I have been fighting for the better part of 15 years against getting dumped into the crazy cat lady bucket. In fact, I thought that getting a dog like mine would make it clear that I’m not a crazy cat lady. Here’s a cute picture of my dog in case you forgot how sweet his face is.
I never saw crazy dog lady coming. It caught me completely by surprise. But here it is.
So I’ve explained that I need to exercise more, but leaving the sweet, social, playful dog stuck in his crate while I do it seems like a bad deal for both of us. The dog looks really sad and pathetic, in his crate, even though I never close the doors. But it’s getting to the “put your own oxygen mask on before you try to help others” point, because his situation is really stressful, and the rest of my life is not waiting helpfully on hold while I figure out how to help him. I need to find a way to exercise that doesn’t make me feel like I’m ditching him to pain and loneliness.
This weekend, I figured out how to do it. The mental picture of the resolution is so elegant, if you just take in him and me. But if you take in him and me from any perspective beyond mine? I start to look a little… or maybe a lot… like a crazy dog lady. When I caught the mental picture in widescreen, I gasped. “Really? That’s what we’re going to do? Remember when you thought that having kind of a large dog was going to help you meet outdoorsy, dog-loving single guys with whom you might share quality time? Because that’s not happening in this picture.”
But as much as I’d love to find an outdoorsy, dog-loving single guy to share quality time, that’s not at the top of my list right now. Hopefully this is a short-term problem, and physical therapy or physical therapy and surgery will help let the dog resume a more reasonable level of activity, but I can’t wait to see how long it takes to resolve— I need a solution for now.
Have I kept you in suspense long enough?
Yes, I’m getting one of those stroller/bike trailer things that you use for a small child. And I’m going to push my dog around in it, like a big old freak.
Let’s be clear— that picture of the dog is from last fall. The dog is now 75 lbs at least with painful-looking swollen wrists, one back leg that looks a little like it belongs on John Wayne, and a short back leg that kicks out jauntily, though not entirely helpfully to the side. If you want the sweetest dog in the world, smart, trainable, etc., I can totally pick ’em, but functioning limbs seems to be my weak point in dog selection. Mine didn’t have one that hasn’t needed diagnosis and treatment by a flock of specialists. But he is sweet and lovable, and if he tolerates being wheeled around, he’ll like it way better than being left behind. I can let him out and he can walk, sometimes, but if I want to take a really long walk, I need a plan that doesn’t involve him putting in the steps the way I do.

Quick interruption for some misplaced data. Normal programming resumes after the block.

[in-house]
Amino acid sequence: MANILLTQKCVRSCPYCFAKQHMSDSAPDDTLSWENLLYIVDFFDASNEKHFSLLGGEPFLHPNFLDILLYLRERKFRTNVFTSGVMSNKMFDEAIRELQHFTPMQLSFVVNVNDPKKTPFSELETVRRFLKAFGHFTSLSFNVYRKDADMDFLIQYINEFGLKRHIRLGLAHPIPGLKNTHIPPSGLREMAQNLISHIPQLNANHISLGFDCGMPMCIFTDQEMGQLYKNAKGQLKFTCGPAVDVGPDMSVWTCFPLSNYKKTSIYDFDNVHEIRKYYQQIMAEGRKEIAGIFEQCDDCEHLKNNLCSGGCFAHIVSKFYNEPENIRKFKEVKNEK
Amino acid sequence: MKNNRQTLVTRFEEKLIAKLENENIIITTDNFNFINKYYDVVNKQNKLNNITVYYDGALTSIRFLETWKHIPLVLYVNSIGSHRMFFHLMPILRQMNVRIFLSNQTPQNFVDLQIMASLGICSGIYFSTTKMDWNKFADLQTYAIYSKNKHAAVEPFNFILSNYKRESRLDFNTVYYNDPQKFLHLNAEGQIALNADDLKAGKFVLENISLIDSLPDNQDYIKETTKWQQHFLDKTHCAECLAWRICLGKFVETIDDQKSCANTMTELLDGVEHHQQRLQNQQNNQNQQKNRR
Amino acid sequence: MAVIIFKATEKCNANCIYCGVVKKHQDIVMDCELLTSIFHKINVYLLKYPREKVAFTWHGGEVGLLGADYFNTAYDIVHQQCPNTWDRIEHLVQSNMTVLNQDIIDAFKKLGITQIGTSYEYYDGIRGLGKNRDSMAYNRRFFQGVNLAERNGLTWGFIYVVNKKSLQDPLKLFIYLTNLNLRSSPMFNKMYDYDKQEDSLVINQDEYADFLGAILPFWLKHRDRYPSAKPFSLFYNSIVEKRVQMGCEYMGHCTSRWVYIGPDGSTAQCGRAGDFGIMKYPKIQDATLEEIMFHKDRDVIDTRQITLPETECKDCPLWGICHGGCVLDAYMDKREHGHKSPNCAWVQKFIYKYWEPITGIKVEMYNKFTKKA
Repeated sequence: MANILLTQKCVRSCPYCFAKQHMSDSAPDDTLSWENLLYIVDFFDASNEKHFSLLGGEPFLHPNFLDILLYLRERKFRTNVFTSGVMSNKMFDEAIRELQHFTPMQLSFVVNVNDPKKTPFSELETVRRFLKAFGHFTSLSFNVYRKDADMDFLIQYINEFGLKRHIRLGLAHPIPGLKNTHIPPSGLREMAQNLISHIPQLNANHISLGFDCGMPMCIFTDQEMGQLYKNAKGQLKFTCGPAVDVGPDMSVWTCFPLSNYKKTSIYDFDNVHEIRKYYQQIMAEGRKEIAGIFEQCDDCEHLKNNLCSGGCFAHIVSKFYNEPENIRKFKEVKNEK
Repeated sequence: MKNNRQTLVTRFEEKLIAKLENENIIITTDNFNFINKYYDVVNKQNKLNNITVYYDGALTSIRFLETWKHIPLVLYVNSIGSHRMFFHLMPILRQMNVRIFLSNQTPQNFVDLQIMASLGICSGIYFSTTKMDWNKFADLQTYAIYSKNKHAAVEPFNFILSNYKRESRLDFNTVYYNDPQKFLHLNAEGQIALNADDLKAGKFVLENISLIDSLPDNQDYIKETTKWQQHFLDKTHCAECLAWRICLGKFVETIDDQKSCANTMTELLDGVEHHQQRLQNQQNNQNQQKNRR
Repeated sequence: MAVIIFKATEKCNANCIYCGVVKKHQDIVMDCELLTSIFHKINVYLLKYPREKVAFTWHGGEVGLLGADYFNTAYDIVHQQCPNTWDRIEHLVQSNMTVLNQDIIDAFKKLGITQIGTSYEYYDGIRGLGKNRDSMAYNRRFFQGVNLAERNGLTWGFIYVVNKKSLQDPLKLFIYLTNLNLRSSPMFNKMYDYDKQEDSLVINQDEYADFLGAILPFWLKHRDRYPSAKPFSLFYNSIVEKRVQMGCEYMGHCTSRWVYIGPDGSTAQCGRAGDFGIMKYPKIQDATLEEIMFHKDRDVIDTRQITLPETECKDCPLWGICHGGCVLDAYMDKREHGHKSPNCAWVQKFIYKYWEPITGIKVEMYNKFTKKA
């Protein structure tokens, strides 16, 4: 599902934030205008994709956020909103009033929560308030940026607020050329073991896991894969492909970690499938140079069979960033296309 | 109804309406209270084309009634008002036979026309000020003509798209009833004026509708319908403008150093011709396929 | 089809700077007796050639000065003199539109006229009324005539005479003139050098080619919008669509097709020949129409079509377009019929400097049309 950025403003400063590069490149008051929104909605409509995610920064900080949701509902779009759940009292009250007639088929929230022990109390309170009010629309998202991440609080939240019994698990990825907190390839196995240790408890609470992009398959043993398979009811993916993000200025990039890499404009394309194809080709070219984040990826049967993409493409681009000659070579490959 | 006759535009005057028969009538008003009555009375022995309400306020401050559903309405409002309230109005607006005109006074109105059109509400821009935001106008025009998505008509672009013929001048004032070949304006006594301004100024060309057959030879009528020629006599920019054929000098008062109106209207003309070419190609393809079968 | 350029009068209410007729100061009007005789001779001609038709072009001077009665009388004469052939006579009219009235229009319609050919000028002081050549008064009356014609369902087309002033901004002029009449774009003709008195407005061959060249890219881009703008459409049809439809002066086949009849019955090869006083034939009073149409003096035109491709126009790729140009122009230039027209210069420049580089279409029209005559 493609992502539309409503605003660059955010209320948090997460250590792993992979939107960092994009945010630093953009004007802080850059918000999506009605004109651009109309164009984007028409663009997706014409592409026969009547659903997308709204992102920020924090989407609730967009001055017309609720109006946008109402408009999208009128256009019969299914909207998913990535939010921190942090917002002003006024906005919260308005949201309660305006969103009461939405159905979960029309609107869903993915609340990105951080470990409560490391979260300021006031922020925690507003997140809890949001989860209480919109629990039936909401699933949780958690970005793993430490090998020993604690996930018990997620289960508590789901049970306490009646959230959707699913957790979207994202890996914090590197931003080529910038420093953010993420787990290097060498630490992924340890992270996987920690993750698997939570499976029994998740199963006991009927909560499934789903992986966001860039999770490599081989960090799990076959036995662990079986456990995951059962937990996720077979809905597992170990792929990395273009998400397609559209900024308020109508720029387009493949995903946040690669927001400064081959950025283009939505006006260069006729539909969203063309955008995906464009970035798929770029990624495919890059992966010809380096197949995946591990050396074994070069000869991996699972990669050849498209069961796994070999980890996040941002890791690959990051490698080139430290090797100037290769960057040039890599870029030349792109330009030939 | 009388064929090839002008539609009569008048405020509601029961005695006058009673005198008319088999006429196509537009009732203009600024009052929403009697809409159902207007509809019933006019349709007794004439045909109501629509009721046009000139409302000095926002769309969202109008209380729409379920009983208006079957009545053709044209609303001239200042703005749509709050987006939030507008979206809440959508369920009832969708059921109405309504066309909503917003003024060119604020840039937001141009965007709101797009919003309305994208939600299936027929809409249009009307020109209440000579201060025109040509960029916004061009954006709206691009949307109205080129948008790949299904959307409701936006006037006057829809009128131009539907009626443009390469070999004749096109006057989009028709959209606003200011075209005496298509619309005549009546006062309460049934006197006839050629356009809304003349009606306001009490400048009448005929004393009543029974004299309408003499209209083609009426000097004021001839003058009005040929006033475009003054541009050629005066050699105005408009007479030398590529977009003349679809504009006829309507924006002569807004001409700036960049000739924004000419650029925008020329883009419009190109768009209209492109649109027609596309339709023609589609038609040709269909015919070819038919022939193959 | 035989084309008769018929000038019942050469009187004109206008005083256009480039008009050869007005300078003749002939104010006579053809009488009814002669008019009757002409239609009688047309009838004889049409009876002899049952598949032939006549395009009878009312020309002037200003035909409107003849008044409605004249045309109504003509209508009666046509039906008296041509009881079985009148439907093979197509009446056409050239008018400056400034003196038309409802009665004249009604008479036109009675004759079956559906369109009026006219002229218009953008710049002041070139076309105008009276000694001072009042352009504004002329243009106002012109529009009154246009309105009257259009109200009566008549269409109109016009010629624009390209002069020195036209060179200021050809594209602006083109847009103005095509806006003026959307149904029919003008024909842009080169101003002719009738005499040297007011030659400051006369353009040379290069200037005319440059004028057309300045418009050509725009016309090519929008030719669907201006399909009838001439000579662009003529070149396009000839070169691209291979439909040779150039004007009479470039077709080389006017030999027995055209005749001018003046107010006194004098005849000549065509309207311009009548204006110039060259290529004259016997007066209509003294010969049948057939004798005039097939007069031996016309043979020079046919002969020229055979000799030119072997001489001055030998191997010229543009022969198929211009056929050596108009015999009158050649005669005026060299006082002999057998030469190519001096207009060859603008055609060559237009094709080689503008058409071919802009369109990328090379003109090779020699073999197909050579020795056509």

At least for now, I wouldn’t use it on my road bike. I can barely haul myself up a good-sized hill, and my neighborhood is all good-sized hills. But I imagine pushing him up good-sized hills on foot will do wonders for my cardiovascular capacity, so who knows what I’ll be able to manage before the summer is out.
I didn’t want to buy one new (good ones range from $200-$600 and I don’t know that he’ll like it), so I started looking secondhand, and asked my eldest niece to help me brainstorm ideas. She’s a Pinterest wizard, so she sent me some ideas, and then said “just ask on Facebook if someone’s getting rid of one.” I didn’t want to seem like a charity case, but I went ahead and asked, owning why I wanted it (better that you go into it knowing that I’m going to retrofit it for my dog than that you think I’m giving it to underprivileged orphans), and a friend has already offered me one that his kids have outgrown. I’m very grateful, and excited to be able to use it, even if I’m suddenly regarded as the strange neighbor who thinks her enormous dog is a child.